Purpose: The goal of this study was to see how the availability of ranibizumab affected the referral patterns for low vision (LV) evaluation. Methods: This study used a retrospective review and a comparison of all patients newly referred from retinal Practice 1 (J.T.T., R.N.S.) for LV consultation, from July 2005 to June 2006 (Year 1, preranibizumab) and from July 2006 to June 2007 (Year 2, ranibizumab available), and a retrospective review of patients referred by retinal Practice 2 (M.J.E.) since February 2007. Results: Practice 1: In Year 1, 24 patients with choroidal neovascularization were referred for LV, and in Year 2, only 12 were referred. There was a trend for those patients referred in Year 2 to have worse visual acuity and Pelli-Robson contrast sensitivity than those in Year 1. In Years 1 and 2, 18 and 11 patients with other conditions were referred for LV consultation, respectively. For these patients without choroidal neovascularization, there was no significant difference between groups for visual acuity or contrast sensitivity. Practice 2: The mean best-corrected visual acuity of patients with bilateral choroidal neovascularization referred was 20/145, and no patient had visual acuity ≥20/100. Conclusion: Although the use of antivascular endothelial growth factor agents puts visual acuity in a zone more favorable for successful LV intervention, patients with better acuities may not be referred for LV evaluation despite their residual visual impairments and their scotomas, and despite the fact that without LV intervention, they are having difficulty with reading and other activities of daily living. The frequent visits required for monthly injection, the tendency to wait until a course of therapy is complete before referring patients, and a lesser appreciation for the need for LV intervention in patients with only moderate visual loss may be factors in explaining this.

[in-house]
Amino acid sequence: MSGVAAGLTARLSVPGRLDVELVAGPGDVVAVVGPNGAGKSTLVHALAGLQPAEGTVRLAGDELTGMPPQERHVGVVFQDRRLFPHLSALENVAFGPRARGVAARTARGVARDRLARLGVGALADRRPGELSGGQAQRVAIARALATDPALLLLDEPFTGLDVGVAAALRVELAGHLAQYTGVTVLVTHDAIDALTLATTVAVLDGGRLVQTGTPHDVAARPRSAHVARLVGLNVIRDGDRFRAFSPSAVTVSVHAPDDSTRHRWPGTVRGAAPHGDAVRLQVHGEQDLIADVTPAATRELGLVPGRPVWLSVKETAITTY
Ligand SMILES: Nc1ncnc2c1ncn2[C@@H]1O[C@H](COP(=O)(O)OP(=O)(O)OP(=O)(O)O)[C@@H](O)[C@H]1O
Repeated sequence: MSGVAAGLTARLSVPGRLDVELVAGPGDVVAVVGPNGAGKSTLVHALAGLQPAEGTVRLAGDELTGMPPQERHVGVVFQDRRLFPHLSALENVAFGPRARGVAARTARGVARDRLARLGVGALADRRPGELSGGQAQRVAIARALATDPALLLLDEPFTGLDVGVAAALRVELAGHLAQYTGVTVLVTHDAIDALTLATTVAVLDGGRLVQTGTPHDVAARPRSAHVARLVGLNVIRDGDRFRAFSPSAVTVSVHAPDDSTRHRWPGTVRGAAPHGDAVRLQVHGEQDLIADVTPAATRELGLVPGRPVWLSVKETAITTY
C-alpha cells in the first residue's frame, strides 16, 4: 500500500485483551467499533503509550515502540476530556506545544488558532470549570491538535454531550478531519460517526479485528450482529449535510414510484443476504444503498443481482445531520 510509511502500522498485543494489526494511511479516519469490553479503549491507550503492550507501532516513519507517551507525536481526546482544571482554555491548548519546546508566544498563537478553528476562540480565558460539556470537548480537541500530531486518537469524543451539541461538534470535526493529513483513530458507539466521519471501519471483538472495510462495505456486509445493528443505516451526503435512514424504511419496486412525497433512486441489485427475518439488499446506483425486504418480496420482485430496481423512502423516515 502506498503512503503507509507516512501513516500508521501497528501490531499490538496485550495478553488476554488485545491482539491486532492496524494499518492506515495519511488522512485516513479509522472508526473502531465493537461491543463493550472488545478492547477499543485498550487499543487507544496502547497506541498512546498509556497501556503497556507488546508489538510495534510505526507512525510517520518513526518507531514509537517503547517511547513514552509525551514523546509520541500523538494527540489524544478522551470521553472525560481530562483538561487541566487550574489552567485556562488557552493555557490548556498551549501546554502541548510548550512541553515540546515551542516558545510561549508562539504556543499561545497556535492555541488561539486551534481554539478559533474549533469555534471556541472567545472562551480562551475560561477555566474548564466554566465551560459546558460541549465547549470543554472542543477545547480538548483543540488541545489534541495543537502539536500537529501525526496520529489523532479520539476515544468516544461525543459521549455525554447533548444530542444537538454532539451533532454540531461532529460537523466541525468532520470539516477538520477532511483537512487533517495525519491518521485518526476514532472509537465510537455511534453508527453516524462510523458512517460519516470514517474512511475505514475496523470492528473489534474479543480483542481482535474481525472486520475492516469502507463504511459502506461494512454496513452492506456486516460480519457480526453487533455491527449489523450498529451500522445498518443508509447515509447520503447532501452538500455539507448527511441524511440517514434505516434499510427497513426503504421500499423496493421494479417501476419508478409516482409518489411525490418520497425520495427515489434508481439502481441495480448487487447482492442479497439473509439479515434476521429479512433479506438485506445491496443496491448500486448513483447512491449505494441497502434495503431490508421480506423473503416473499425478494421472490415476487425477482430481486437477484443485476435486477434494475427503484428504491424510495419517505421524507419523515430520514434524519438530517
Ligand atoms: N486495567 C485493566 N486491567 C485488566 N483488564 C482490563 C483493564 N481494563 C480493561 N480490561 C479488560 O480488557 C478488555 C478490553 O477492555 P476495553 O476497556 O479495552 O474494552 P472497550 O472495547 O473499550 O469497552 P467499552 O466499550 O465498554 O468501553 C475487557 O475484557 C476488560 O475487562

- Age-related macular degeneration
- Low vision
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